Ryman empowers customers to create a green(er) future


Ryman have teamed up with Grey London to launch a brand new eco-friendly font for customers who (still) use printers. The typeface, Ryman Eco, is not only beautiful and legible, it also uses an average 33% less ink than standard industry fonts including Arial, Times New Roman and Georgia. Over 15,000 people have already downloaded Ryman Eco, which launched this week, and, despite concerns from some observers over licensing of the font, this is a good thing.

What is particularly interesting about the typeface, which was publicized by a YouTube video complete with download link, is that Ryman have tapped into the clicktivism trend can in a way that cannot be misconstrued or obfuscated. In stark contrast with the infamous cancer #Nomakeupselfie nonsense of last month, which started as a vanity-induced, self-serving farce and ended with people accidentally adopting wildlife, Ryman have created a clear call to action and enabled customers to do some good by using their product. This is different from cause-marketing ‘buy our product and we’ll donate $xxx’ campaigns because the social good is instigated by the very use of the product.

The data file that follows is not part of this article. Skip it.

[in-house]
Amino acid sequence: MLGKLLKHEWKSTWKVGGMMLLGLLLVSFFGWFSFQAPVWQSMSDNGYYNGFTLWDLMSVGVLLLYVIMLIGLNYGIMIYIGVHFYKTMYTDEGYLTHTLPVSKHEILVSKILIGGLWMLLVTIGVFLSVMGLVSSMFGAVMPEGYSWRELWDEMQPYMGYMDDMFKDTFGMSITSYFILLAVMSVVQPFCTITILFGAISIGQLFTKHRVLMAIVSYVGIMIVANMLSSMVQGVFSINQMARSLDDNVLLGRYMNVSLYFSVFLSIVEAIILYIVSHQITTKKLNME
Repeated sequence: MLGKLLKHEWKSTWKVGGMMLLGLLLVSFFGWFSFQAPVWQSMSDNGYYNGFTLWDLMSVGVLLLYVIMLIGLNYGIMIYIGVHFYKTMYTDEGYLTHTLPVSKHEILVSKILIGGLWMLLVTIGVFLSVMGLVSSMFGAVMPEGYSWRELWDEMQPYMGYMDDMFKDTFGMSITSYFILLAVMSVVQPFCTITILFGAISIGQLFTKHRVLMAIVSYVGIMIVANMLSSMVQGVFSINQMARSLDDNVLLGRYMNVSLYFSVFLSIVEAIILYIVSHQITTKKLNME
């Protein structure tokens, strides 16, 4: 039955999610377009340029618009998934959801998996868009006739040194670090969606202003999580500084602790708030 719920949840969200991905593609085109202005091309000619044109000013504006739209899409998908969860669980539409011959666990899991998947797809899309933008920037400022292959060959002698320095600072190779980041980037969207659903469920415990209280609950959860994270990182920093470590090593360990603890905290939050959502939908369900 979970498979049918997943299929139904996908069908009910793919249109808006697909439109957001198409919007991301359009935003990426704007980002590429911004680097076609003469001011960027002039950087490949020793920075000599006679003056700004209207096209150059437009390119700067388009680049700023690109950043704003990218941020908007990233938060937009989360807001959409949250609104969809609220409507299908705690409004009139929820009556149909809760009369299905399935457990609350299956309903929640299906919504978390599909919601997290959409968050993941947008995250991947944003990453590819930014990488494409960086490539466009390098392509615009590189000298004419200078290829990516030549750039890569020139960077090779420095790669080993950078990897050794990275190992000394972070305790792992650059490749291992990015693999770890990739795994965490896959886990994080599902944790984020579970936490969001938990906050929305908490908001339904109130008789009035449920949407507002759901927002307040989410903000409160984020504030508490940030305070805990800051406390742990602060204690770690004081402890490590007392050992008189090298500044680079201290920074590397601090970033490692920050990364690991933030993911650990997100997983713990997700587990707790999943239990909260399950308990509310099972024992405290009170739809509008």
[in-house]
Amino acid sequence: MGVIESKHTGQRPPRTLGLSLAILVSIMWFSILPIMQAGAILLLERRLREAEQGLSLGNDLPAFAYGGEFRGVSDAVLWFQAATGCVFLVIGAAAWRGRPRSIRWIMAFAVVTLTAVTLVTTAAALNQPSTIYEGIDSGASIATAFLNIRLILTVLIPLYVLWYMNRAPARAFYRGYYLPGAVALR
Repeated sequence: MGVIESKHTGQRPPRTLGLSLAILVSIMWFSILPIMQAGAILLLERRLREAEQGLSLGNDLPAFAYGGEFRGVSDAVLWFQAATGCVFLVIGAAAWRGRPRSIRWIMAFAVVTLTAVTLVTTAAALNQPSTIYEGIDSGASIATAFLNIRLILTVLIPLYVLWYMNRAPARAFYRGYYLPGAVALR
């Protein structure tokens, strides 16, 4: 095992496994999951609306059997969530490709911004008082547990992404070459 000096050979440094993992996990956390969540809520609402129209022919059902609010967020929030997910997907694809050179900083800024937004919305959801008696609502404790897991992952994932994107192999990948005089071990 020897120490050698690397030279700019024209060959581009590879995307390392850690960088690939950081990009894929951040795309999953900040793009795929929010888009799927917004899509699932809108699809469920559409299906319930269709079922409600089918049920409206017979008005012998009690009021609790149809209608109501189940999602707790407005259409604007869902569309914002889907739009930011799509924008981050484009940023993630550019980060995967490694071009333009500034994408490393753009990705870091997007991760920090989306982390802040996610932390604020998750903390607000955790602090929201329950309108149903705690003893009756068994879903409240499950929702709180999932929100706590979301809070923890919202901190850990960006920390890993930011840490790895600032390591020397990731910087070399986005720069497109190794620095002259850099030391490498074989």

Ok, so cutting back on ink usage by 33% doesn’t sound like a huge deal, but actually if everyone adopted Ryman Eco there would be 500 million printer cartridges fewer clogging up landfills each year.

Regardless of licensing concerns and cynicism around just how much Ryman Eco will change the world, this is a cool example of how brands can capitalise on clicktivism and enable their social communities to shape the world in which we live, and increasingly this is how brands are building affinity with their customers.

Disclaimer: the millions of pounds raised by the #Nomakeupselfie craze is fantastic and top work to Cancer Research and other charities for capitalising on the trend. Any criticism is levelled and those misguided individuals involved in the trend for the wrong reasons.


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